It's not too late to grow vegetables for your victory garden
Tips on growing fall and winter vegetables
If you missed the gardening craze prompted by COVID-19 earlier this spring, or if you've started growing a few vegetables and you're not sure where to go from here, experts say there are plenty of plants you can still get in the ground.
Victory gardens, the name given to the vegetable gardens people grew to support the war efforts during the First and Second World War, made a comeback this spring as people sought out new hobbies.
Aleksandra Genest, director of marketing at GardenWorks, says it's too late to get started on heat-seeking veggies like tomatoes and peppers, but that doesn't mean all is lost.
"There's definitely lots you can still plant," Genest said over the phone.
Many vegetables perform better planted from seed when it's warm and grow by the time it has cooled off.
Genest says these include:
- Lettuce, spinach and other leafy greens
- Brussels sprouts
On the South Coast, some of those, like kale, can be harvested throughout winter.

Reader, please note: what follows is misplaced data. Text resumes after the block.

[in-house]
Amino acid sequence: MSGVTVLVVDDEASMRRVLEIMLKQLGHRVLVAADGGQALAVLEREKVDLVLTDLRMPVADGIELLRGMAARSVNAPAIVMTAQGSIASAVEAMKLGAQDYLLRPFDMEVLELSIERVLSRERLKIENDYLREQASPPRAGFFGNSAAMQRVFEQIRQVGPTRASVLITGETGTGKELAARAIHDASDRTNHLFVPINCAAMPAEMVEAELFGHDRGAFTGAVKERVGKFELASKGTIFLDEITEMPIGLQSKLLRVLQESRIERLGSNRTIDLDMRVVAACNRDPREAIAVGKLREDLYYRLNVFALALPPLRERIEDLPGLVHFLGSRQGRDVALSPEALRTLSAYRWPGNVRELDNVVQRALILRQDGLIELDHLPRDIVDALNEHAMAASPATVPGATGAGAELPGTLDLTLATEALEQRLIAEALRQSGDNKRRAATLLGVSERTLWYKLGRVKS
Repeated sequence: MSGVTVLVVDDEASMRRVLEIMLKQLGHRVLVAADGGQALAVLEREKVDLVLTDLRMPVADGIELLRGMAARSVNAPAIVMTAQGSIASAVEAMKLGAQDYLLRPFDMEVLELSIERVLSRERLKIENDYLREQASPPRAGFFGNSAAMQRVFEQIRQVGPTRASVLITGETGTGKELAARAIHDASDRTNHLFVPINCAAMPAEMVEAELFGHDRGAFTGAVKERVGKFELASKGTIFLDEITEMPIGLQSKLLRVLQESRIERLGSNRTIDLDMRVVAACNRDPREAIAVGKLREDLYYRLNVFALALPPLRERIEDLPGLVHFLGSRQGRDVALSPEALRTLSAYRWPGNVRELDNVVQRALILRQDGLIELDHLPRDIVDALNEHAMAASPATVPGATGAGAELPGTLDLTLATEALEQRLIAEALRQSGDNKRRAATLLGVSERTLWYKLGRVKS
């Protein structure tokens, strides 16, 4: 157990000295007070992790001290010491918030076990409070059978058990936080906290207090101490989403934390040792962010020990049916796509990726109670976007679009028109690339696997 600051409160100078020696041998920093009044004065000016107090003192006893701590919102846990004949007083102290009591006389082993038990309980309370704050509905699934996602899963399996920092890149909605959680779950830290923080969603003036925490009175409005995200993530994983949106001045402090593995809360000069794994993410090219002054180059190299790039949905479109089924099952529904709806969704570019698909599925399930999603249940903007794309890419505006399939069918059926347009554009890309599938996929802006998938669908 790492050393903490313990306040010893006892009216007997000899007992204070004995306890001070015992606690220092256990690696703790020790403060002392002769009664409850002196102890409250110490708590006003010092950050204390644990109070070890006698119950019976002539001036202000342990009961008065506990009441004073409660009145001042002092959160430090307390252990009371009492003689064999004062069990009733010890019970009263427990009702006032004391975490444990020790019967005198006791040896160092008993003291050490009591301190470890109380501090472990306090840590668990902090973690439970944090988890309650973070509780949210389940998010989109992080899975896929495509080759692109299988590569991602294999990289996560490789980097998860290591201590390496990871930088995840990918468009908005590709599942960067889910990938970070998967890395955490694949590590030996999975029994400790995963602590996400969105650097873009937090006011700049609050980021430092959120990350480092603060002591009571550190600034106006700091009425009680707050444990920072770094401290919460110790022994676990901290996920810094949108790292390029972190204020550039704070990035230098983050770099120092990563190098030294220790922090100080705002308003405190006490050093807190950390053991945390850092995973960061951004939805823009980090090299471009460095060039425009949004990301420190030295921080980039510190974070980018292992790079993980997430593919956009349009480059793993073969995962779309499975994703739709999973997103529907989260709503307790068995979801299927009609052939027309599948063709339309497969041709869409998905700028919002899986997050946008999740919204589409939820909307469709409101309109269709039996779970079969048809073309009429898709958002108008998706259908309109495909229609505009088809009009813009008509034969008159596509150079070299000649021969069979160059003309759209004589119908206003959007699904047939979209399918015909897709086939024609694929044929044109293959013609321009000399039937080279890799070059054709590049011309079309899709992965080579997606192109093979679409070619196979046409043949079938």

Also, there are some vegetables that can be planted now to be "overwintered," meaning they're not harvested until spring or early summer of next year. Garlic, for example, should be planted in the fall but isn't ready until July.
Some other vegetables that can be planted now and harvested next year include:
Genest says gardeners should be sure to cover the plants they're overwintering with mulch to protect them from the cold, which can make them a bit more high-maintenance than summer plants.
West Coast Seeds, which experienced a sharp demand this past spring, offers a downloadable PDF to see which vegetables can be planted in late summer.
It suggests growing beets, cilantro and kohlrabi for a fall harvest, and broad beans, celeriac and walla walla onions to overwinter for spring.
'We're still keeping steady'
In the non-vegetable category, fall is when you should be thinking about planting bulbs for flowers like tulips and daffodils, Genest says. GardenWorks will start stocking bulbs in September.
Genest says the initial rush that came at the beginning of the pandemic has settled down, but the store is still experiencing higher than usual sales.
"There's definitely been a lot more interest," she said. "We're still keeping steady."